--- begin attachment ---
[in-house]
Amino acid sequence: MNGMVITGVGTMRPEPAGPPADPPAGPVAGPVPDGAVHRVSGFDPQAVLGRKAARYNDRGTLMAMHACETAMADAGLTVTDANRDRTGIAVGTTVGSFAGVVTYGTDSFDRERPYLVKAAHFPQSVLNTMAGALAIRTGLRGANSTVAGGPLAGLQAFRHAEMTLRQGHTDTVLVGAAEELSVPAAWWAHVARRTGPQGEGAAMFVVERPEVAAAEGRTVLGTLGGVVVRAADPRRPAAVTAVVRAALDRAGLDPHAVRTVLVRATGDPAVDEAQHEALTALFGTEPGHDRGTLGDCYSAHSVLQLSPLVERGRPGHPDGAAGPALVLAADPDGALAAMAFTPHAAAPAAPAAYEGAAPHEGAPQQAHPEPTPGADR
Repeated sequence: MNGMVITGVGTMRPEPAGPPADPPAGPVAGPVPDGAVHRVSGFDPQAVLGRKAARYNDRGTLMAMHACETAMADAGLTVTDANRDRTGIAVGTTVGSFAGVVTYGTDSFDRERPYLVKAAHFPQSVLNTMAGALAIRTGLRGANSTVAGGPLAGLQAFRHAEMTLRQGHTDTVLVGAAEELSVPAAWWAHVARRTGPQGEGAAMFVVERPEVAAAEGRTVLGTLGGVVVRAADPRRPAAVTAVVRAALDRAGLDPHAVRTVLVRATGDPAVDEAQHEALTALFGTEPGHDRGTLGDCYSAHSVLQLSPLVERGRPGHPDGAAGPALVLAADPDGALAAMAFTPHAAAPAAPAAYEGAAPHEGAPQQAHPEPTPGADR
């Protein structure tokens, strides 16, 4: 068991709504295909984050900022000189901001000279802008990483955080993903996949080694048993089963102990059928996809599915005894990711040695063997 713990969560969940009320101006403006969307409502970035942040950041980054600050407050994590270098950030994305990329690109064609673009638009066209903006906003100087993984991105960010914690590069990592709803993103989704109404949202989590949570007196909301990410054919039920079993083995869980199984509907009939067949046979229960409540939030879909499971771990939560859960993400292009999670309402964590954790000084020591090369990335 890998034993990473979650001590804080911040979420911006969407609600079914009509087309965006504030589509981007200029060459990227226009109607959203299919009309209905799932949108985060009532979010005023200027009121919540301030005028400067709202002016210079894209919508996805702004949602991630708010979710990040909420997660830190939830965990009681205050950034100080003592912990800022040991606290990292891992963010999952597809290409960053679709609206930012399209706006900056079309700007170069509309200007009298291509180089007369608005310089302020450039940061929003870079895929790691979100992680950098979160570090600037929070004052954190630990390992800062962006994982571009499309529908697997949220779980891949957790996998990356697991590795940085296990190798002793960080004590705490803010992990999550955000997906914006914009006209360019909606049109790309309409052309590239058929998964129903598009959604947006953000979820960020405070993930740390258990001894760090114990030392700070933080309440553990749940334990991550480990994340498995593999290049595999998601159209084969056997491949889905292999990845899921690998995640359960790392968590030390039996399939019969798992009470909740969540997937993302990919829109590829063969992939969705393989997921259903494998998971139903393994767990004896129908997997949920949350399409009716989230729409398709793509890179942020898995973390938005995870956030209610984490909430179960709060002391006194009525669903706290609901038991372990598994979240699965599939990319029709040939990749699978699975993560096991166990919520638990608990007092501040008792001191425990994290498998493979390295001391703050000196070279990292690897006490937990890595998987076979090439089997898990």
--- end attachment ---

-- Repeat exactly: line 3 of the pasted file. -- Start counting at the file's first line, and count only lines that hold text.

Repeated sequence: MNGMVITGVGTMRPEPAGPPADPPAGPVAGPVPDGAVHRVSGFDPQAVLGRKAARYNDRGTLMAMHACETAMADAGLTVTDANRDRTGIAVGTTVGSFAGVVTYGTDSFDRERPYLVKAAHFPQSVLNTMAGALAIRTGLRGANSTVAGGPLAGLQAFRHAEMTLRQGHTDTVLVGAAEELSVPAAWWAHVARRTGPQGEGAAMFVVERPEVAAAEGRTVLGTLGGVVVRAADPRRPAAVTAVVRAALDRAGLDPHAVRTVLVRATGDPAVDEAQHEALTALFGTEPGHDRGTLGDCYSAHSVLQLSPLVERGRPGHPDGAAGPALVLAADPDGALAAMAFTPHAAAPAAPAAYEGAAPHEGAPQQAHPEPTPGADR